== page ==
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Workforce Management – trends and visions

Autumn 2015 blog series: “Workforce Management in the making – how’s it done and who’s behind it all?”

– Number 5 of 5 postings.

Olle Düring:

As the final posting to our autumn blog series, Workforce Management in the making – how’s it done and who’s behind it all, I’d like to share some thoughts on how and where I see WFM evolving in the future.

March into the Cloud
WFM offered in the Cloud today has made it feasible for smaller contact centers, often short on IT and financial resources, to open up their doors to WFM. WFM in the Cloud also represents one of the fastest growing cloud areas in the contact-center industry.

There is still some hesitation on the part of many organizations about moving into the Cloud – what, with WikiLeaks and digital espionage making the headlines. Yet, despite this, we‘re now seeing even large enterprises moving their contact-center technology into the Cloud. The impact of the cloud is growing worldwide, and is already huge in the U.S. and Europe. The day cloud-distributed WFM will become commonplace, particularly where cloud adoption is still limited, is not far off.

There’s so much talk about the Cloud but at the end of the day, it’s just another way of distributing what’s already there; i.e. the features, functions and benefits of WFM already exist as an on-premise package. Vendors spending a lot of time and effort on developing their cloud alternatives may even be sacrificing its pace of technological development. A word of caution here: make sure your vendor is not!

Chat and social media will take over
In a previous blog, I mentioned that while call volume may be decreasing, the importance and complexity of calls is increasing. Furthermore, the shift from calling to using social media and chat services as the primary means of contact is moving faster. This reflects a generational pattern. Before, traditional, static work times were the norm and followed an industrial kind of work model. With the new demand, our WFM customers will increase serving their customers through chat. While chat services are still complementary to traditional calling today, it will surpass calling and become the primary channel in the future.

WFM moves into back offices and retail outlets
We’re also seeing a heightened interest from the market and vendors in bringing WFM into back offices and retail stores.

When WFM, as a concept, is well accepted by the contact center of a large organization, it tends to grow and expand into its back offices and retail outlets. This is likely to continue since companies need solutions that are more generic to help ensure giving more consistent, high-quality customer service.

WFM accommodates changing workforce requirements
Not too long ago, working and school hours followed fixed schedules that reflected a structured society. Today, all that is changing. Millennials typically make up a large portion of the contact-center workforce and are active digital users. They listen to lectures and watch webinars that take place on the other side of the globe. They take their university exams online – when so desired. Consequently, they’ve come to expect the same flexibility on the job. After all, the reasoning goes, if school is flexible in scheduling, why can’t the workplace offer the same? These days, millennials are less willing to sit in a cubicle with only a phone, working from 8 to 5, with a short lunch break.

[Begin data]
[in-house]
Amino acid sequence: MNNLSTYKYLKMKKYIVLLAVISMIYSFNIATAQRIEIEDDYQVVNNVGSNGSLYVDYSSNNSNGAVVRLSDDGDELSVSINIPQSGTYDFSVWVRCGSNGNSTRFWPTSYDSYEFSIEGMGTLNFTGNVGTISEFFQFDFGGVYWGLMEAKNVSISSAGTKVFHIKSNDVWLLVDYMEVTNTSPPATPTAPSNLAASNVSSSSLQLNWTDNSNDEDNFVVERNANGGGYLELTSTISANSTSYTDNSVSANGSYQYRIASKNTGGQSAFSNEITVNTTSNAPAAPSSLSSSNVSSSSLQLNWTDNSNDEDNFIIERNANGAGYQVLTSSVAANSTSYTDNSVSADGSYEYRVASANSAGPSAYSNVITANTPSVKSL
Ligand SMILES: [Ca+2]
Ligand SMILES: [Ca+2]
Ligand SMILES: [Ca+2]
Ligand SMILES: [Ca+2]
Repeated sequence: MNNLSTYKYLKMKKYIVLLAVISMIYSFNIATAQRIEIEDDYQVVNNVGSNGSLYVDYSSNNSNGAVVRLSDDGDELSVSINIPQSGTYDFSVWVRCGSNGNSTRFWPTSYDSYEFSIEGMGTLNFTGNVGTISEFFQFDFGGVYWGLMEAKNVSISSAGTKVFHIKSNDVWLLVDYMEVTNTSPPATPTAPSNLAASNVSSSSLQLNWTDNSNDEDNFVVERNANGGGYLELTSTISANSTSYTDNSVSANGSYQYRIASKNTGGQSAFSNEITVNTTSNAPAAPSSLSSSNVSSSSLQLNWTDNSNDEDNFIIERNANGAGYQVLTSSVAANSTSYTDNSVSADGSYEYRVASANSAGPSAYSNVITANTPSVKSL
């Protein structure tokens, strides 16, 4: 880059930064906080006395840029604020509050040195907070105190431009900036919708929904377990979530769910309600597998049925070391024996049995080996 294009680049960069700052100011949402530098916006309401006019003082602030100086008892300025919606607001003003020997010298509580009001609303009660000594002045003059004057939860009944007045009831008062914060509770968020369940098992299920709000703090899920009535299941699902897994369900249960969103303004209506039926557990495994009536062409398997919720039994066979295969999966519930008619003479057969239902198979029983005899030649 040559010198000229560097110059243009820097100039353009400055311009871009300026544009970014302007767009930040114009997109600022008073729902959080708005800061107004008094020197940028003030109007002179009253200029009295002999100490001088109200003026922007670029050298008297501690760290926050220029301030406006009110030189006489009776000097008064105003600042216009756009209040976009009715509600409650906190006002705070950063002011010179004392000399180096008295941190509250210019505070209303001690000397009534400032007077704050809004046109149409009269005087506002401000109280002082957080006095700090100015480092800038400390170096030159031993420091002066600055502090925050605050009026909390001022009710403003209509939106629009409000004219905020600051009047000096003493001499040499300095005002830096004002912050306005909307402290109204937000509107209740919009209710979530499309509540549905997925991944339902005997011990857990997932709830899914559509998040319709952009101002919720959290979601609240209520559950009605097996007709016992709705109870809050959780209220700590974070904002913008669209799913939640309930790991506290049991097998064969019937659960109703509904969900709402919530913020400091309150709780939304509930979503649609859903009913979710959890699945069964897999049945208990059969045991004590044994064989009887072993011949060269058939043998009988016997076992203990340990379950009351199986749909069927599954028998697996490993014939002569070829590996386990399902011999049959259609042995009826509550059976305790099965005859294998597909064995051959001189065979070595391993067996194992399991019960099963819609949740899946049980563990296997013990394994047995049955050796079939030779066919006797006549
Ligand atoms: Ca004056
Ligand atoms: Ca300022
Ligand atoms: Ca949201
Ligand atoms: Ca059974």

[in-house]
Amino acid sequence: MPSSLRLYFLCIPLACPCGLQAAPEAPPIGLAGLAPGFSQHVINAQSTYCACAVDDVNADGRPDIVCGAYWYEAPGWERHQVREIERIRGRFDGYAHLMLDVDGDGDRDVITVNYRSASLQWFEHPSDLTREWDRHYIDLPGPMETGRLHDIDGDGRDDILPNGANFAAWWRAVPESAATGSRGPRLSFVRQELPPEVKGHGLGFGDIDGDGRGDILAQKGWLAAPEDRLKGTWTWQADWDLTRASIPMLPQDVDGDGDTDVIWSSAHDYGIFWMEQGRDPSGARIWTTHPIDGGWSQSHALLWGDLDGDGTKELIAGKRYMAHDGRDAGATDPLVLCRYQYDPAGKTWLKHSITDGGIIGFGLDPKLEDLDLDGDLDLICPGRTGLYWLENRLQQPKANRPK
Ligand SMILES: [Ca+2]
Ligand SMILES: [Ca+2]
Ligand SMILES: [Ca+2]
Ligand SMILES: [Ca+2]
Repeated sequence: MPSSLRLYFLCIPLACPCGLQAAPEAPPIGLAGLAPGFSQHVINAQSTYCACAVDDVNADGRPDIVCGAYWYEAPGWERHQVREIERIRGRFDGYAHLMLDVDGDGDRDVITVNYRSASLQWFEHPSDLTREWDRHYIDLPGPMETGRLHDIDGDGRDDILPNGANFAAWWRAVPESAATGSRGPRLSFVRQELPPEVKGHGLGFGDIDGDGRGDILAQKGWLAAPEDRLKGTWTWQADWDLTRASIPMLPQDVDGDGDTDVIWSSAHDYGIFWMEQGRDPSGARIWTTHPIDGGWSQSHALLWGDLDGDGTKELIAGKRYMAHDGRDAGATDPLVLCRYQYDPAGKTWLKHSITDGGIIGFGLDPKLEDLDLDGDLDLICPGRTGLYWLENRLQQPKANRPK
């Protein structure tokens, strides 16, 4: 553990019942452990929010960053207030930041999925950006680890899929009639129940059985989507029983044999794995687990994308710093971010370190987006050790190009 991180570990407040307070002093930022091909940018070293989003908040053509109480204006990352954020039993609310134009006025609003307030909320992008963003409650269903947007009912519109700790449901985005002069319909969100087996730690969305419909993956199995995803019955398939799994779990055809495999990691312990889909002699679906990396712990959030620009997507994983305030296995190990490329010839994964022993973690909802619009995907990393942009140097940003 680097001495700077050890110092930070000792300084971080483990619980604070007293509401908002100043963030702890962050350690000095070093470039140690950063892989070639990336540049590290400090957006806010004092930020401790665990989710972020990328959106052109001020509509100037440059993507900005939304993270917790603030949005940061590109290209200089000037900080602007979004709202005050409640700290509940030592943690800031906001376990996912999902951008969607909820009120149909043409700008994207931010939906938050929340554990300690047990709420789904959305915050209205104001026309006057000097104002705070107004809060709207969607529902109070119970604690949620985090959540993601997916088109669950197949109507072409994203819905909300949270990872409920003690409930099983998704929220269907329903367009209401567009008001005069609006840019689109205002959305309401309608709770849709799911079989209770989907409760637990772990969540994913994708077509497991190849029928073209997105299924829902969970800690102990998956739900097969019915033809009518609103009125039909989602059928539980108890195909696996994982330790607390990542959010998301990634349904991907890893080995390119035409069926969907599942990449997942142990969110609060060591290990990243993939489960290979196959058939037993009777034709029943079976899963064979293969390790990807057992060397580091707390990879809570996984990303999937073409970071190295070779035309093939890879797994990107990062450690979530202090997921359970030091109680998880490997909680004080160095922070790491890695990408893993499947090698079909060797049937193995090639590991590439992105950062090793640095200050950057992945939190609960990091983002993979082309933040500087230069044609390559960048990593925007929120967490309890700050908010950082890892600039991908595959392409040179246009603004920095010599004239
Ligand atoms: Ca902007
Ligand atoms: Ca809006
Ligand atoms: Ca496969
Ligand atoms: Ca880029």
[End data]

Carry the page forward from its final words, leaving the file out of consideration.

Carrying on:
The dramatically changing nature of the contact-center workforce thus breeds new requirements and poses challenges for the contact-center industry; one that’s used to providing deliverables, based on structure, order and timing. How to accommodate the needs for the new young workforce that wants to work from home or work hours more conducive to their private lives and leisure activities? Customer servicing organizations need to address the new working generation with more WFM flexibility, mobility, workload sharing and the like. Without these, the young workforce won’t stay and contact centers will be facing higher attrition rates, meaning higher recruiting, hiring and training costs.

Already today, pockets in the U.S, Europe and elsewhere exist where companies need to compete for the most skilled workforce. Merely offering a paycheck no longer cuts it. A new management style, flexibility and benefits are things that must be brought to the table. Now the question asked of workforce candidates is: What makes you happy? They’re no longer satisfied with just a salary raise. A longer lunch break to fit in going to the gym is more like it, or working from home on a particular day. WFM, by definition, is all about managing your workforce with flexibility – essential for accommodating the new, changing workforce requirements, both for today and tomorrow.

Olle Düring
Olle Düring serves as the Senior Vice President of Calabrio International and manages the company’s sales and operations outside North America. Olle draws on more than 20 years of experience in global workforce management and cloud. Most recently, Olle served 10 years as CEO of Teleopti, which was acquired by Calabrio in 2019, where he orchestrated the expansion of the company’s international footprint and drove the adoption of a modernized cloud business model. Olle holds a M.Sc. degree in Industrial Management and Engineering from Lulea University of Technology.
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